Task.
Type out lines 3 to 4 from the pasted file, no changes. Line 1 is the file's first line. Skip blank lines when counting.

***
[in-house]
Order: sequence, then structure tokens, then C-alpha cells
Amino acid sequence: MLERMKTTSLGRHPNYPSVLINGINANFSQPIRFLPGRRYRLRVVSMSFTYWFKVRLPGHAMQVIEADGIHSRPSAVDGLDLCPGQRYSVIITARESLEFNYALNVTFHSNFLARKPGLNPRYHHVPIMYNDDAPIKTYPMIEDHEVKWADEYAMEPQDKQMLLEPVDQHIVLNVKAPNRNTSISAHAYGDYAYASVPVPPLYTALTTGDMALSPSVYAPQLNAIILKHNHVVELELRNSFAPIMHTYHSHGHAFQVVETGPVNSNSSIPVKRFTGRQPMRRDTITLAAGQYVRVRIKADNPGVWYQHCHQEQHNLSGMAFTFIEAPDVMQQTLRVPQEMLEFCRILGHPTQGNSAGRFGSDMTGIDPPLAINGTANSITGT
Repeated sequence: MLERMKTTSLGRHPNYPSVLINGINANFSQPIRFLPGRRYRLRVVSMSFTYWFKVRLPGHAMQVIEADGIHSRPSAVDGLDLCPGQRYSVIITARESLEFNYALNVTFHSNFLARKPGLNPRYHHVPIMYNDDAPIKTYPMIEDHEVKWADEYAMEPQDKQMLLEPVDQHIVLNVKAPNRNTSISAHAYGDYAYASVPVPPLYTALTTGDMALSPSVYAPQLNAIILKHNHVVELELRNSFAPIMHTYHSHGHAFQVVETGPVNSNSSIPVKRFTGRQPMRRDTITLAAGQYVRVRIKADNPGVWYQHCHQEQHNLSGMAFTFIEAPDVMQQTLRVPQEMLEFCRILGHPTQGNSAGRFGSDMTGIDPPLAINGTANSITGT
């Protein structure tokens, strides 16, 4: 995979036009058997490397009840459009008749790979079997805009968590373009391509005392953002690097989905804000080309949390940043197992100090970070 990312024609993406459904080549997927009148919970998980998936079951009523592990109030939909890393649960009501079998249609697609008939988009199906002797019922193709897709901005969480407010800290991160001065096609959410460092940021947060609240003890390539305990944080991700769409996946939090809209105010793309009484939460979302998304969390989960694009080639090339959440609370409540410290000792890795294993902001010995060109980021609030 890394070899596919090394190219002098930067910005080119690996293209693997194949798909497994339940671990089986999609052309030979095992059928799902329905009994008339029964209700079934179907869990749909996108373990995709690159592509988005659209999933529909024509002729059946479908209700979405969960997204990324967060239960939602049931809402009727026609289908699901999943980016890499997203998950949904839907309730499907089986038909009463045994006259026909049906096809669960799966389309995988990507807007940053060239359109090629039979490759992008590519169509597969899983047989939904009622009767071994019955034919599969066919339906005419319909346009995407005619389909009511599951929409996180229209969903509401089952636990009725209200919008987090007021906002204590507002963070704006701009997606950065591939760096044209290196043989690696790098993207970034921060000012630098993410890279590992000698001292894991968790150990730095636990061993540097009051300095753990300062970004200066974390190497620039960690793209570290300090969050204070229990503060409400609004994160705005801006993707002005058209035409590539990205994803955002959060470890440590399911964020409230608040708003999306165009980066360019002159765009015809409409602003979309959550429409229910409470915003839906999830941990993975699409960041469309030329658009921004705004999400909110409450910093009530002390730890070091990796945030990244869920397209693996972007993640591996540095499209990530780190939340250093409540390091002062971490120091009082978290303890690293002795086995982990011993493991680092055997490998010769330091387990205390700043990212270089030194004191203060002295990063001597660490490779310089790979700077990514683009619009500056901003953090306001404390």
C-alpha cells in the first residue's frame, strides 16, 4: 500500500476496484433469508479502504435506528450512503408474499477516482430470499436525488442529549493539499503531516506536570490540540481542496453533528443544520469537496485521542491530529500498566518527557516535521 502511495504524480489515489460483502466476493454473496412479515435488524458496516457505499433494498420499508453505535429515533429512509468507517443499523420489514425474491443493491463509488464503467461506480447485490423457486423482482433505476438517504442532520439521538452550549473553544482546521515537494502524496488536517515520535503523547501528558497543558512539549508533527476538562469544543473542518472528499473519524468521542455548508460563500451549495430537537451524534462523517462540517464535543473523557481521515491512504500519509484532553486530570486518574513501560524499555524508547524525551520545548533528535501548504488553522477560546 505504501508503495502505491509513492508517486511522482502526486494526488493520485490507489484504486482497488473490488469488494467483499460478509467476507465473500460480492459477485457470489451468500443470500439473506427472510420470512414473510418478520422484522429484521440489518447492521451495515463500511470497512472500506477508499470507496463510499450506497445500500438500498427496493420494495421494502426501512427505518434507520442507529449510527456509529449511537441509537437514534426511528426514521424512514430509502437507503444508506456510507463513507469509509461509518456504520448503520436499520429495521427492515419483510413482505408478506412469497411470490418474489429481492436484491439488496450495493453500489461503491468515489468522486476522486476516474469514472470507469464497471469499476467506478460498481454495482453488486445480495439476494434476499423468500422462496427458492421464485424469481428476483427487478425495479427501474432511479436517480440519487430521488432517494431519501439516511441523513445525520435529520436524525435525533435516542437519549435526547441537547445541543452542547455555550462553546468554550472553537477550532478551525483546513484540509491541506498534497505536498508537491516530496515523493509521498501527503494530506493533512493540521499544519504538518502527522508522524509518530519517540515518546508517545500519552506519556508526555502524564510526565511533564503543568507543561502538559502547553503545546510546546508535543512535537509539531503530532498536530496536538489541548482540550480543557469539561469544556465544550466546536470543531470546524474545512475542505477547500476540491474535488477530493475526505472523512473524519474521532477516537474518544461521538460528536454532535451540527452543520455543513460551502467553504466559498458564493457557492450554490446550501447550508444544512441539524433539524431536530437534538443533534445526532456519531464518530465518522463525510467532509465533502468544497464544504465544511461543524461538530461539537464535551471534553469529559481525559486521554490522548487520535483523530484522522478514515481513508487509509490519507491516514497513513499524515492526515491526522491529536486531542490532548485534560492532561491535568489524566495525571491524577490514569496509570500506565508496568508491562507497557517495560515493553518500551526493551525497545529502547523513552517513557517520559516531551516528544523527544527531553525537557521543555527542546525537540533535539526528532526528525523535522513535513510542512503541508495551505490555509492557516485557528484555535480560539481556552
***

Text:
Amino acid sequence: MLERMKTTSLGRHPNYPSVLINGINANFSQPIRFLPGRRYRLRVVSMSFTYWFKVRLPGHAMQVIEADGIHSRPSAVDGLDLCPGQRYSVIITARESLEFNYALNVTFHSNFLARKPGLNPRYHHVPIMYNDDAPIKTYPMIEDHEVKWADEYAMEPQDKQMLLEPVDQHIVLNVKAPNRNTSISAHAYGDYAYASVPVPPLYTALTTGDMALSPSVYAPQLNAIILKHNHVVELELRNSFAPIMHTYHSHGHAFQVVETGPVNSNSSIPVKRFTGRQPMRRDTITLAAGQYVRVRIKADNPGVWYQHCHQEQHNLSGMAFTFIEAPDVMQQTLRVPQEMLEFCRILGHPTQGNSAGRFGSDMTGIDPPLAINGTANSITGT
Repeated sequence: MLERMKTTSLGRHPNYPSVLINGINANFSQPIRFLPGRRYRLRVVSMSFTYWFKVRLPGHAMQVIEADGIHSRPSAVDGLDLCPGQRYSVIITARESLEFNYALNVTFHSNFLARKPGLNPRYHHVPIMYNDDAPIKTYPMIEDHEVKWADEYAMEPQDKQMLLEPVDQHIVLNVKAPNRNTSISAHAYGDYAYASVPVPPLYTALTTGDMALSPSVYAPQLNAIILKHNHVVELELRNSFAPIMHTYHSHGHAFQVVETGPVNSNSSIPVKRFTGRQPMRRDTITLAAGQYVRVRIKADNPGVWYQHCHQEQHNLSGMAFTFIEAPDVMQQTLRVPQEMLEFCRILGHPTQGNSAGRFGSDMTGIDPPLAINGTANSITGT